Bank keeps rates on hold again

June 9, 2011

The Bank of England has kept interest rates at their record low following a flurry of recent data showing the fragile nature of the UK's economic recovery,

Rates have been pegged at 0.5% for 27 consecutive months despite spiraling inflation. The move will be welcomed by homeowners and small businesses.

The Bank's rate-setting Monetary Policy Committee (MPC) has an inflation target of 2% but the it rose to 4.5% in April's and most analysts expect it to hit 5% by the end of this year.

Economists say MPC members have to tread a fine line between keeping rates on hold to try to spur economic recovery, or raising them to ease inflation.

Hetal Mehta UK Economist at Daiwa Capital Markets Europe Ltd, told Reuters: "The past few weeks have seen a raft of disappointing data pointing to a subdued economy, and markets have significantly pushed back their expectations for the first interest rate hike well into next year, which seems to us entirely rational."

But James Knightley, economist at ING, believes a rate rise is likely this year.

"With inflation likely to move above 5% in the next three to four months on the back of rising utility bills and food prices and with employment and employment intentions surveys remaining firm, we feel that the balance of probabilities favours an earlier move," he said.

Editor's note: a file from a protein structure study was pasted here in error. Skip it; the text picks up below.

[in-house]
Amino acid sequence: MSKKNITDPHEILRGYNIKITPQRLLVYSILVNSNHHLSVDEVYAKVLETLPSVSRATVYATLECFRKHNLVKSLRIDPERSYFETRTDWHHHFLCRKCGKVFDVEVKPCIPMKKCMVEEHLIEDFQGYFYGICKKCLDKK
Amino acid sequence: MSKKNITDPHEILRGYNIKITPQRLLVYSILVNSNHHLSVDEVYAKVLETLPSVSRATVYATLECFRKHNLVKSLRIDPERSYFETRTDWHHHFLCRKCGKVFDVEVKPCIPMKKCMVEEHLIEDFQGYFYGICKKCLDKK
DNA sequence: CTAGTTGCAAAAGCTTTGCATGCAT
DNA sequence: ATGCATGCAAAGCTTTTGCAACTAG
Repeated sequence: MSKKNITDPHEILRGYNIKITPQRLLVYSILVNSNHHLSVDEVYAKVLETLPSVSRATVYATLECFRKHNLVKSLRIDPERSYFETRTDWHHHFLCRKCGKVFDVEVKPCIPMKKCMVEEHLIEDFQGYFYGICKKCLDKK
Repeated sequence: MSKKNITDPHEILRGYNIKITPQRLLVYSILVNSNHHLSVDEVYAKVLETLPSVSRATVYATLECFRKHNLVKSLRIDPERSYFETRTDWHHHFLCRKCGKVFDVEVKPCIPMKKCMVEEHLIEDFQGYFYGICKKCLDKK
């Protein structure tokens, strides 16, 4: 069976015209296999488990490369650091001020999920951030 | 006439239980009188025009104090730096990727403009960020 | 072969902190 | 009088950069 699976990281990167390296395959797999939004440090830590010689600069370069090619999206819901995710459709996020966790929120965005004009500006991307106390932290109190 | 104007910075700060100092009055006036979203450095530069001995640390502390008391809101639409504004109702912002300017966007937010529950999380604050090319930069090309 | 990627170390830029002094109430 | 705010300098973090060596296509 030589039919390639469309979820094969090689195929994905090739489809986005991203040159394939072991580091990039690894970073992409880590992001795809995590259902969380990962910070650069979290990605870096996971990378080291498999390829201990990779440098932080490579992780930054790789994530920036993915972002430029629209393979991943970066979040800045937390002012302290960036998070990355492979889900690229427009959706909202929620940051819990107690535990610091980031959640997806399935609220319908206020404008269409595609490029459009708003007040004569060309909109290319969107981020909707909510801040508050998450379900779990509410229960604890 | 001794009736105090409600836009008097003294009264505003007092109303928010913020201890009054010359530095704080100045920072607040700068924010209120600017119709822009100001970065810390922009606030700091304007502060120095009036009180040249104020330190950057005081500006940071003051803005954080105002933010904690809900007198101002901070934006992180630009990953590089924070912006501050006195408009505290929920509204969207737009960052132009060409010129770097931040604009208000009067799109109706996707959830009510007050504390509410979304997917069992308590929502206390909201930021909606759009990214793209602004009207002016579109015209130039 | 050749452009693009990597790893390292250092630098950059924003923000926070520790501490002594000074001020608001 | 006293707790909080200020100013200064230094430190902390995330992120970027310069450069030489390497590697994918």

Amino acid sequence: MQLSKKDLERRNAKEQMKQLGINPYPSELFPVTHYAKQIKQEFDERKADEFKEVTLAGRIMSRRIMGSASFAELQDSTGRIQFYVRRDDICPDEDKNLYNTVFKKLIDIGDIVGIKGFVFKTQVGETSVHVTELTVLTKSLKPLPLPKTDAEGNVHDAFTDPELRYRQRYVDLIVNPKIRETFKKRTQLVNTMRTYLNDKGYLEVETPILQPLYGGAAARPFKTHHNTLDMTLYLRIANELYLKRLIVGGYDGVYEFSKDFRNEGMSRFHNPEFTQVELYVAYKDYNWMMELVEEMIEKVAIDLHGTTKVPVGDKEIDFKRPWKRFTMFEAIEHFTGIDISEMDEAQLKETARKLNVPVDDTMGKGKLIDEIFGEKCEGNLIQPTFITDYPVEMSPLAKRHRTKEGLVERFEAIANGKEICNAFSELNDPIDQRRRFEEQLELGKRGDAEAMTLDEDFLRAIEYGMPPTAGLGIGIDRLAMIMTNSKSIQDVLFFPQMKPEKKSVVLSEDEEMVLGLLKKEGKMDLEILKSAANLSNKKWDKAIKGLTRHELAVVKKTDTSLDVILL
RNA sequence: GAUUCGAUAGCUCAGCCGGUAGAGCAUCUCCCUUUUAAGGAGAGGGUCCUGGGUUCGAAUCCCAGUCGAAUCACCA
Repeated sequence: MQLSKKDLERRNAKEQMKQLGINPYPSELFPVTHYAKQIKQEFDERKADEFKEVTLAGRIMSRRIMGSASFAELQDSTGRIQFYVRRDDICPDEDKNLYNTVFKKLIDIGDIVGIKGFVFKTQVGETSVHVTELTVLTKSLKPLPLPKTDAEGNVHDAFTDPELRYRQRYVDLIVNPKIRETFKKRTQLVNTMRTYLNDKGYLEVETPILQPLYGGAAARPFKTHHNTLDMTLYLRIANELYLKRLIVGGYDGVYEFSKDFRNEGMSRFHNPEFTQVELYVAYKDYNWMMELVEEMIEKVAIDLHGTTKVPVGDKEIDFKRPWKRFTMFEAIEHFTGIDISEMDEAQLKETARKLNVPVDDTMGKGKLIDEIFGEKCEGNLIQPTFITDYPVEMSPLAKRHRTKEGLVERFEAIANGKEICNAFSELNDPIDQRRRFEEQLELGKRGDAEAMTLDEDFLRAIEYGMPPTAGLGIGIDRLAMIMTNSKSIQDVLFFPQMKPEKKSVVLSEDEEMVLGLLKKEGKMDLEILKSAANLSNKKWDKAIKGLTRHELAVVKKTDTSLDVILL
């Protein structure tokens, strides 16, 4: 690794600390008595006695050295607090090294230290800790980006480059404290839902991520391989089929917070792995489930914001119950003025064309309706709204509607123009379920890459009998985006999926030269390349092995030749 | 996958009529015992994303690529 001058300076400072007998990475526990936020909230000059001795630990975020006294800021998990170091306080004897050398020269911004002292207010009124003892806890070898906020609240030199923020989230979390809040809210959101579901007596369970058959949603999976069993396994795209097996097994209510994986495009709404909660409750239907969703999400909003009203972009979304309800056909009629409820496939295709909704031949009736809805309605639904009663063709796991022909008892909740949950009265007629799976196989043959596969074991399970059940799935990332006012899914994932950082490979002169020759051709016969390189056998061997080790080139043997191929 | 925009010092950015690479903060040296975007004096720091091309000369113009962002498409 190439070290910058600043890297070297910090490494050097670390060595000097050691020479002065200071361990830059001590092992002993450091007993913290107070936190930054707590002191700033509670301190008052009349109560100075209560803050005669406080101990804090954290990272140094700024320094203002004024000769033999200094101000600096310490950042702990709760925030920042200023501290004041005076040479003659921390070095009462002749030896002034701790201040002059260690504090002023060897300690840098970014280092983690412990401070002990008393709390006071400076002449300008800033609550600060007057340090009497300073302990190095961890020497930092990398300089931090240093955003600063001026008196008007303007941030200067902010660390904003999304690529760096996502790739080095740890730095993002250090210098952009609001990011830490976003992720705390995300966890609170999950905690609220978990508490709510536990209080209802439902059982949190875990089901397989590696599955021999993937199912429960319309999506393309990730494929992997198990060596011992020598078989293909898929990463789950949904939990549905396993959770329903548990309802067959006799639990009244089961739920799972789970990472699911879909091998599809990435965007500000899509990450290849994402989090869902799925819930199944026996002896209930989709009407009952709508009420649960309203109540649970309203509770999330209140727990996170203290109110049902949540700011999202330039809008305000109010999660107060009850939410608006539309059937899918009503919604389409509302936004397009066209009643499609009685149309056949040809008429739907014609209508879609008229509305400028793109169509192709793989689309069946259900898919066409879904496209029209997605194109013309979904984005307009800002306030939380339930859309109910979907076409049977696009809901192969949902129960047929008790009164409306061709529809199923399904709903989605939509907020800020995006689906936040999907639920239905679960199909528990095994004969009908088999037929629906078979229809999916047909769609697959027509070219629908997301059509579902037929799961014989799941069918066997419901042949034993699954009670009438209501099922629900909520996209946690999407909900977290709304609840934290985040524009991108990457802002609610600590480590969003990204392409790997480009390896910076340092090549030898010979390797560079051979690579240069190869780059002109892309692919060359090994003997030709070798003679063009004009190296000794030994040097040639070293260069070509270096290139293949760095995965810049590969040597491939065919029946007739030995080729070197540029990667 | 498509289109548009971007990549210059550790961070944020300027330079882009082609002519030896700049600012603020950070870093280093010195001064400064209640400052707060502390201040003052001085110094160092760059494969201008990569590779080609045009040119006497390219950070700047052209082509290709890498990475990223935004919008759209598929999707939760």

Clive Hetherington, area director – South West at Lloyds Bank Corporate Markets, said: “For some time, our central view has been that UK bank rates will be left unchanged until the last quarter of the year, mainly because the headwinds facing the UK economy remain significant.

“That said, we think the fall in market interest rate expectations has gone too far with prevailing market rates underestimating the risk of a more pronounced rise in interest rates over the medium term.  Although official interest rates are expected to rise only gradually, the eventual turn in the rate cycle and the heightened inflation risk leave swap rates vulnerable to a significant move higher over the medium term. Companies must ensure they are equipped to manage that risk and have balance sheets able to withstand a normalising of UK interest rates.”


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